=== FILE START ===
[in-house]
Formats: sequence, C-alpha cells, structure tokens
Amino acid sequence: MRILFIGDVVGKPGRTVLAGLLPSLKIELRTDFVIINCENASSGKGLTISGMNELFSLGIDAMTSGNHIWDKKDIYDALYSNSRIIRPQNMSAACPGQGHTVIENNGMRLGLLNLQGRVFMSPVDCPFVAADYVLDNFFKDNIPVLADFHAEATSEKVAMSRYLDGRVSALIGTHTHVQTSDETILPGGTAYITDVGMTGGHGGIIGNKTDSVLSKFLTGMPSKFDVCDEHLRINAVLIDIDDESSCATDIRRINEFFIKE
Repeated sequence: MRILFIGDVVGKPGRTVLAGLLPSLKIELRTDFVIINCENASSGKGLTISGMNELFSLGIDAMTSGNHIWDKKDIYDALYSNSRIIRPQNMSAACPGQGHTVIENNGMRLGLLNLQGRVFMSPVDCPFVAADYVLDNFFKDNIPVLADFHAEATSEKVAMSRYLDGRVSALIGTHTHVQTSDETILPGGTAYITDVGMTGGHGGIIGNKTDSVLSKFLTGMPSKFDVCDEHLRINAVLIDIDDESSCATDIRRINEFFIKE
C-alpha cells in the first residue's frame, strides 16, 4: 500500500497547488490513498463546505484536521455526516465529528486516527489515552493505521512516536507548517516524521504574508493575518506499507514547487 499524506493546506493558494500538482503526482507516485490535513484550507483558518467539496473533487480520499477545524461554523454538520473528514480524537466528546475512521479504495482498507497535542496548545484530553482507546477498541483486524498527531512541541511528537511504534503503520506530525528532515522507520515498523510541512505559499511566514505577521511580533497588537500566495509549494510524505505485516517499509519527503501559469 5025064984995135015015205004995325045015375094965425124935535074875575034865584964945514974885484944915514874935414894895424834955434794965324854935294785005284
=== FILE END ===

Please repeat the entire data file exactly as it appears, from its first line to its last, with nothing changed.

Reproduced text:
[in-house]
Formats: sequence, C-alpha cells, structure tokens
Amino acid sequence: MRILFIGDVVGKPGRTVLAGLLPSLKIELRTDFVIINCENASSGKGLTISGMNELFSLGIDAMTSGNHIWDKKDIYDALYSNSRIIRPQNMSAACPGQGHTVIENNGMRLGLLNLQGRVFMSPVDCPFVAADYVLDNFFKDNIPVLADFHAEATSEKVAMSRYLDGRVSALIGTHTHVQTSDETILPGGTAYITDVGMTGGHGGIIGNKTDSVLSKFLTGMPSKFDVCDEHLRINAVLIDIDDESSCATDIRRINEFFIKE
Repeated sequence: MRILFIGDVVGKPGRTVLAGLLPSLKIELRTDFVIINCENASSGKGLTISGMNELFSLGIDAMTSGNHIWDKKDIYDALYSNSRIIRPQNMSAACPGQGHTVIENNGMRLGLLNLQGRVFMSPVDCPFVAADYVLDNFFKDNIPVLADFHAEATSEKVAMSRYLDGRVSALIGTHTHVQTSDETILPGGTAYITDVGMTGGHGGIIGNKTDSVLSKFLTGMPSKFDVCDEHLRINAVLIDIDDESSCATDIRRINEFFIKE
C-alpha cells in the first residue's frame, strides 16, 4: 500500500497547488490513498463546505484536521455526516465529528486516527489515552493505521512516536507548517516524521504574508493575518506499507514547487 499524506493546506493558494500538482503526482507516485490535513484550507483558518467539496473533487480520499477545524461554523454538520473528514480524537466528546475512521479504495482498507497535542496548545484530553482507546477498541483486524498527531512541541511528537511504534503503520506530525528532515522507520515498523510541512505559499511566514505577521511580533497588537500566495509549494510524505505485516517499509519527503501559469 5025064984995135015015205004995325045015375094965425124935535074875575034865584964945514974885484944915514874935414894895424834955434794965324854935294785005284